Formula will be available to feed the babies while there. However, they are doing away with the care packages for bottle fed babies when they leave. Many people use that formula for the first day or two so they can get home and not need to run to the store immediately. Now that won’t be an option. Many people were just surprised with the change when they showed up to the hospitals before the media caught it.
Personally I don’t like the turn. I think it’s above and beyond. Both times I went into the hospital they asked me upon arriving if I planned to bottle or breastfeed my babies. Both times I said breastfeed so they wrote down to have a LC come to see me. I thin a lot of this was done thanks to groups like LLL that are just WAY too vocal for my taste. I proudly breastfeed on demand and have been lucky not to need to supplement my kids, but a lot of people don’t have the choice. I think by making people have to practically beg is just wrong – especially in NYC where many of the people going to these hospitals need any support to get their feet on the ground.
Go you! I may e-mail her as well. I think she was great yesterday and she said it as a mother that breastfed and had to use formula to supplement.
You were one of the people that inspired me to rant. I remember how upset you were when you weren’t able to breastfeed. You certainly wouldn’t have wanted something like this to make you feel even worse. You did your research and found a great way to give J what she needed and man look at her now!
I definitely see where they’re coming from after feeling as if formula/bottlefeeding were pushed on me as a new mother (and even before I had the baby, for that matter!), but they’re not going about it in the way that will get the best results. Good lactation consultants (not some of the idiots I’ve encountered) will be a great help, teaching women before they even have the baby about the benefits of breastmilk, changing cultural opinion about breastfeeding in general, etc., are ways to do this. Trying to enforce it when there is a SCREAMING baby involved is ludicrous.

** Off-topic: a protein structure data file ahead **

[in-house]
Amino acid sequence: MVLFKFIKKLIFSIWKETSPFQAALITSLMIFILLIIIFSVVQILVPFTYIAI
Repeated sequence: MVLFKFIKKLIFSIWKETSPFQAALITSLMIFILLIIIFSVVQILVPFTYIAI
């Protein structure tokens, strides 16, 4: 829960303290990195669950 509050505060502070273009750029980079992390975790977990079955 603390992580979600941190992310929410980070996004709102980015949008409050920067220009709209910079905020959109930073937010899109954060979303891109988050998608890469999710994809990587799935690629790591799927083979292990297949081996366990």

On that note, I was always really irritated when I allowed them to let baby #1 sleep in the nursery and then only brought her to me to nurse in the middle of the night when she was so furious that I couldn’t get her to latch on. They haven’t made it easy for nursing moms to get started as it is regardless of whether there were bottles or pacifiers available (there weren’t in my case; I practically threatened the nurses’ lives if they used them). There are many, many more variables involved here than simply a breast and a baby’s mouth, and until our society realizes that, we will never really encourage breastfeeding in a healthy way.
A book I recommend that really showed me how all-encompassing the very concepts about feeding our children and raising them in general are is Our Babies, Ourselves. It’s long but worth reading.
–curlie (you know who this is)
Hey there Curlie!
I have to say things have drastically changed from when #1 (NHL) was born almost 4 years ago to when #2 (JSL) was just born in May. With NHL I was given tons of samples of formula and things from the OB’s office and the hospital when I left. They were more pushy about giving him formula and also horrid when it came to helping me to get him to latch. Heck they never once suggested using a nipple shield for my trouble. Who knows maybe he would have been a pro with that earlier if we had tried it. For my birthing class with NHL they talked a lot about the benefits of nursing and trouble shooting. She also gave us information about people in this area that we could call if we had troubles after the baby was here. Still they were $$ and the LC at the hospital was pathetic.
JSL the hospital was much more into the baby being with mom most of the time. They would take him at night, but automatically brought him to me when they knew it was time to feed. Much different than the first time around. Since I was at different hospitals that could have been part of it, but not likely all. This time around the OB’s office gave me a little sample thing to take even though they knew I was nursing. They said keep it just in case you need it when you aren’t with the baby or something. At the hospital they were great and got me a pump this time. I explained how they wouldn’t last time and I knew my milk was coming in and wanted to pump to avoid mastitis and feed my very hungry baby that wouldn’t latch on. Having support this time made me even more determined to make things work.
Clearly we need to work on educating the public more about things and maybe spark a little debate to make people know that change is needed.
Keep me posted on how things are this time around with #3.